We’re finally at the end of our journey! We are now going to look at the final work involved in producing a hand knotted rug. To see my previous blog posts on the rug making process, you can use the links below:
The finishing process for hand knotted carpets is very involved. There are at least ten processes that need to take place before the rug is done and ready for use; a few of these processes need to be repeated multiple times to ensure the rug has the best look and quality.
Shearing, Washing and Drying
Video below: “When a hand knotted rug comes off loom, this is what you’re going to look at.” We’re literally looking at the first step in the rug finishing process; the first shearing!
When the rugs get off the weavers’ loom, they don’t look much like the final product. Long strands of woven yarn are hanging from the rug and need to be sheared. The rug is in need of a wash since it’s been on loom in the cottage industry for months. The design in the carpet is not clear at all. Shearing brings the wool down to an even pile and is done gradually section by section to reveal the beautiful design. This process is done again after the first washing and drying of the rug.
After the first shearing, the rug gets its first wash. During the initial wash any excess wool and debris is cleared away. The beauty of the rug will also start to come through during this stage. After the rug goes through its second shearing, it will be washed again, where it will really begin to look like the final product. Depending on how distressed the rug needs to be, washing can be repeated for more than two washes, going through the wash and dry process each time with additional shearings as necessary. Rugs are often used as fashion for the floor, and distressed looks are done to achieve a certain chic look.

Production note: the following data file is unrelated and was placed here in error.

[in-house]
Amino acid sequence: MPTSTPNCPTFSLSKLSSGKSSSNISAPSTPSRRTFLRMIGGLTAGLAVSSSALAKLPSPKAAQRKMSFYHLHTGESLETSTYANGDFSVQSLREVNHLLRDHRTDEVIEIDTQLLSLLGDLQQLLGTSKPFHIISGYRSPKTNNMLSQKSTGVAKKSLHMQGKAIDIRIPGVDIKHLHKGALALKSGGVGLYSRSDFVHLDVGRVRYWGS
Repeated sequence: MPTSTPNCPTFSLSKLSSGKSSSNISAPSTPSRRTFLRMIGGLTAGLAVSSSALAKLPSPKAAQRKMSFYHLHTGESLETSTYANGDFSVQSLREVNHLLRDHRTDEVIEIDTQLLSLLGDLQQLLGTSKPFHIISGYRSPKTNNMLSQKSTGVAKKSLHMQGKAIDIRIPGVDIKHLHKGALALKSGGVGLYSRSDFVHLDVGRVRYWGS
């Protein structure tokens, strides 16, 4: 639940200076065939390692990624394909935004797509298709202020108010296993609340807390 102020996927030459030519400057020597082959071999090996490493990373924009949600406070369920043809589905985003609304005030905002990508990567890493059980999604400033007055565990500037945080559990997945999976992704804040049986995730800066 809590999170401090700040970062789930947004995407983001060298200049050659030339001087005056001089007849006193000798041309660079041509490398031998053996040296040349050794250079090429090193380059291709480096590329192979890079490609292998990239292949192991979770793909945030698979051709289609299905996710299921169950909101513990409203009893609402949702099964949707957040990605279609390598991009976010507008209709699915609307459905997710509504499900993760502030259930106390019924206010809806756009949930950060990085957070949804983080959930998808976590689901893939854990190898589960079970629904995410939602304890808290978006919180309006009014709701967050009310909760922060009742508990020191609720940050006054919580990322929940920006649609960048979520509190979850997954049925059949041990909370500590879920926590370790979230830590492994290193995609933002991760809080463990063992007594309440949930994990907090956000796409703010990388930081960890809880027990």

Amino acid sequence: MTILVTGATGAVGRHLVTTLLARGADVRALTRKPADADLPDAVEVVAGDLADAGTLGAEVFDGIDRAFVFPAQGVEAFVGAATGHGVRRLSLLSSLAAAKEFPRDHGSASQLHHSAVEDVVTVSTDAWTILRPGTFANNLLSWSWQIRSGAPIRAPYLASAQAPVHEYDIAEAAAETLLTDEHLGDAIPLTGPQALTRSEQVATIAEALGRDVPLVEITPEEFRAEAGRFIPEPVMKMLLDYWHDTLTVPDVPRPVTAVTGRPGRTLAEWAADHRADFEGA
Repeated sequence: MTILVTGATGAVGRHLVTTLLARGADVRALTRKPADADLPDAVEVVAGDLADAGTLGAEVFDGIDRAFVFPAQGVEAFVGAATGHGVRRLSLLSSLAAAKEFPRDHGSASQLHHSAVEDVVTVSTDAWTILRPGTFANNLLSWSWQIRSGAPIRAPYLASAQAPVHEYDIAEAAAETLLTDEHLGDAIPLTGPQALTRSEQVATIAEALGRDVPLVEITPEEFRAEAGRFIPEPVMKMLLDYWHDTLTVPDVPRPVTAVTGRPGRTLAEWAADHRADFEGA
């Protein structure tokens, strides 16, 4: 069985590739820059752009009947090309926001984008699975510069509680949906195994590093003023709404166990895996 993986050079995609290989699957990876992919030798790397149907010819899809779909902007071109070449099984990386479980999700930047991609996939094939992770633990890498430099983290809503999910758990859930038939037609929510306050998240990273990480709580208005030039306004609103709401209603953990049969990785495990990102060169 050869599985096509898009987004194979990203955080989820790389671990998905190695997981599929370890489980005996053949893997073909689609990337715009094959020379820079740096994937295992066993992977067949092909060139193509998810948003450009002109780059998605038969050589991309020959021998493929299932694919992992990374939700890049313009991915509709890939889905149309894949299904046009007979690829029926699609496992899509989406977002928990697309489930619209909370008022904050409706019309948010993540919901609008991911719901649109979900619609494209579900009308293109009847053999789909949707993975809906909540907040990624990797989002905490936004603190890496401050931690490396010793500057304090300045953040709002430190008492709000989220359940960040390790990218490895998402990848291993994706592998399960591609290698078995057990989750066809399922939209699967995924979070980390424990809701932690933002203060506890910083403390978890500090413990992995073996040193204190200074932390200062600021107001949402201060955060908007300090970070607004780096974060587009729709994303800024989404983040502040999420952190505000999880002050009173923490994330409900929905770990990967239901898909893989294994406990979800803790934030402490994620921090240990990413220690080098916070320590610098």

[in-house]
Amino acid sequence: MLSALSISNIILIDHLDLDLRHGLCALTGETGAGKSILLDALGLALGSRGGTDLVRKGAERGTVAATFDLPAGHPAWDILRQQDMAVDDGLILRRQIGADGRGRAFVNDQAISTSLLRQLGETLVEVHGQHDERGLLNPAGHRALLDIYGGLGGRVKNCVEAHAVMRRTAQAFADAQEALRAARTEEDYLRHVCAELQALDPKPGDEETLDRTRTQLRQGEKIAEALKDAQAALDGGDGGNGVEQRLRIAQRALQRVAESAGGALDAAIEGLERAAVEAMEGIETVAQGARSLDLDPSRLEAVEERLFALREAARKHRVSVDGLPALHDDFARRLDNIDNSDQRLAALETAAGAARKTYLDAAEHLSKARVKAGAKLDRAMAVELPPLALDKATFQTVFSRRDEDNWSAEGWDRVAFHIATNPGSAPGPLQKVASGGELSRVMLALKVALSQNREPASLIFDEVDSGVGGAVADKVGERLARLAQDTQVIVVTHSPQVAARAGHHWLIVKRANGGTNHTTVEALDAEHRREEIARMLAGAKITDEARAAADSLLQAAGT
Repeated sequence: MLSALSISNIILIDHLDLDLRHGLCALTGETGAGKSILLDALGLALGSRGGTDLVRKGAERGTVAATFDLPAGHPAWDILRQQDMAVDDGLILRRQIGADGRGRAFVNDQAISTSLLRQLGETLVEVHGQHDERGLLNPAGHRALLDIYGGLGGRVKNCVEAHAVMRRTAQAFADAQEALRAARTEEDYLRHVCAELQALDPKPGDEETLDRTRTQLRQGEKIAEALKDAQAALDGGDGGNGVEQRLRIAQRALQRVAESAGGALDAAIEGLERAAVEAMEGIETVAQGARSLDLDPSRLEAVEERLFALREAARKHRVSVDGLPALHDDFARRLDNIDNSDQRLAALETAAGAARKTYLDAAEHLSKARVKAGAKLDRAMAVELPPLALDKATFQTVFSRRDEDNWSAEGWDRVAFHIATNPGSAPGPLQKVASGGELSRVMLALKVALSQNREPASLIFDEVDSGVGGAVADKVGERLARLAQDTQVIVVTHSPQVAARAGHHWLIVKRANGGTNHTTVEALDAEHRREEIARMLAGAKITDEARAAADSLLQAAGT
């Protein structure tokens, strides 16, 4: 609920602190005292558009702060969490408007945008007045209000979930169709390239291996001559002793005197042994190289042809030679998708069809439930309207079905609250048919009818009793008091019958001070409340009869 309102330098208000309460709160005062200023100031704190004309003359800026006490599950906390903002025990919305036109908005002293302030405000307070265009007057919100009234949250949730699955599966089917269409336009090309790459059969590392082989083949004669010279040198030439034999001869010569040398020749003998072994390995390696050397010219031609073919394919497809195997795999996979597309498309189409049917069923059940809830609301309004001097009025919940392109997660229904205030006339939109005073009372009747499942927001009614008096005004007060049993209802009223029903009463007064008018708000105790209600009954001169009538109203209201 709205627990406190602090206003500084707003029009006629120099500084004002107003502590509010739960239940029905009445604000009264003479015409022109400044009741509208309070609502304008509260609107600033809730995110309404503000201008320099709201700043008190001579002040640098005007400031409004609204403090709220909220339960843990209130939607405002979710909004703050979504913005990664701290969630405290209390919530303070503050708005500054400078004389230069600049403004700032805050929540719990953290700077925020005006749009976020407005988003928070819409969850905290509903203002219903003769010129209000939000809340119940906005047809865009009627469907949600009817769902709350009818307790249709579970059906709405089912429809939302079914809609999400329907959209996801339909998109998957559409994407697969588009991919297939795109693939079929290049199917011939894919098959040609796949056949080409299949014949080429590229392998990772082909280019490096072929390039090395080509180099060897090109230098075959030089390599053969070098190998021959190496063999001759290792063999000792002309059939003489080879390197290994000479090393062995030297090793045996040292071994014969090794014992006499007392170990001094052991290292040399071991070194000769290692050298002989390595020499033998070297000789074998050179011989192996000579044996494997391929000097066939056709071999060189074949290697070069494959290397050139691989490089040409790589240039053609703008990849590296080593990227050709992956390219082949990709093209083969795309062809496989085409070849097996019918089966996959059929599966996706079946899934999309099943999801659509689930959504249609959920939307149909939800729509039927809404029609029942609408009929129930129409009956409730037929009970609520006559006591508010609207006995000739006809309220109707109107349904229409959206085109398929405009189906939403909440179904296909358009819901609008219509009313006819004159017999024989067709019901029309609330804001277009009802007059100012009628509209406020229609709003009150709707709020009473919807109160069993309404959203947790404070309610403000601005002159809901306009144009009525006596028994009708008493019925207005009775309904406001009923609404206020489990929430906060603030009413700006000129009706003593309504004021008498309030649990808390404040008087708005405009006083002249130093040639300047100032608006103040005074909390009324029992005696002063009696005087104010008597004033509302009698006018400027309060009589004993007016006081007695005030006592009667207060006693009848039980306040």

Stretching, also known as blocking, is a very important stage in the finishing process. This is necessary in order for the rug to lay flat and have even ends and sides. (Of course this is a 100% handmade product, so no rug will ever achieve 90 degree perfection all around.) Huge iron nails are pegged onto the ground; the rug is then pulled, as per intended size, tied as tightly and carefully as possible to the rings tied to the pegs, and is left to dry and stretch for a couple of days. Though the rug-stretchers do their best to ensure that the rug comes out in its intended size, you can now see how crucial it is for each process along the way to do its part.
Clipping, Fringes, and Tea-dyeing
During the final stages of the finishing process the rug gets clipped meticulously by hand, its fringes are tied, and its fringes are tea-dyed. Clipping makes the finishing touches to the wool pile. The hanging fringes (which are the foundation of the rug) get tied and clipped to the proper length. Alternatively fringes can be bound to the back of the rug (some contemporary rugs are made without fringes on the ends). Finally, the fringes on the rug get tea-dyed (this isn’t always the case, but is fairly common). Tea dyeing is exactly as it sounds, the rug-makers use tea to give the white fringed ends a darker tone to achieve a nice aesthetic. Once all this is done, the rug is finally ready to be shipped off to a rug dealer!
Fringe or no fringe is a matter of preference. Traditionally, having fringes on Oriental rugs was a defining statement for the rug.
Well dear friends, this concludes the rug making process for us. I hope you have enjoyed learning about this amazing product. Understanding just how much work goes into each and every rug makes you appreciate the beauty of hand knotted rugs all the more.
Until the next one friends,